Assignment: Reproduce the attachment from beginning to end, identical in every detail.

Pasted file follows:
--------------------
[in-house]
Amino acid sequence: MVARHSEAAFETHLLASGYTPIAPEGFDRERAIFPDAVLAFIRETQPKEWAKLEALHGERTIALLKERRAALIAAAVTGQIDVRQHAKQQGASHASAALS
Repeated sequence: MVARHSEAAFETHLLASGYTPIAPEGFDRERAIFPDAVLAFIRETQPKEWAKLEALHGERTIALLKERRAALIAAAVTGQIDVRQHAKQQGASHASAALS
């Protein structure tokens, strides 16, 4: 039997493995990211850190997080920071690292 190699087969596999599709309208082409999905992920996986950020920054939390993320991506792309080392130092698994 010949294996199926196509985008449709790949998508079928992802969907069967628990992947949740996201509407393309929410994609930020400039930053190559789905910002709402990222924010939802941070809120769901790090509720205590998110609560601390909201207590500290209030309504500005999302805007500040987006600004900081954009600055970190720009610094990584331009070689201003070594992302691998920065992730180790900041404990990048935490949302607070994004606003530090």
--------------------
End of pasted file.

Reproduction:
[in-house]
Amino acid sequence: MVARHSEAAFETHLLASGYTPIAPEGFDRERAIFPDAVLAFIRETQPKEWAKLEALHGERTIALLKERRAALIAAAVTGQIDVRQHAKQQGASHASAALS
Repeated sequence: MVARHSEAAFETHLLASGYTPIAPEGFDRERAIFPDAVLAFIRETQPKEWAKLEALHGERTIALLKERRAALIAAAVTGQIDVRQHAKQQGASHASAALS
């Protein structure tokens, strides 16, 4: 039997493995990211850190997080920071690292 190699087969596999599709309208082409999905992920996986950020920054939390993320991506792309080392130092698994 010949294996199926196509985008449709790949998508079928992802969907069967628990992947949740996201509407393309929410994609930020400039930053190559789905910002709402990222924010939802941070809120769901790090509720205590998110609560601390909201207590500290209030309504500005999302805007500040987006600004900081954009600055970190720009610094990584331009070689201003070594992302691998920065992730180790900041404990990048935490949302607070994004606003530090």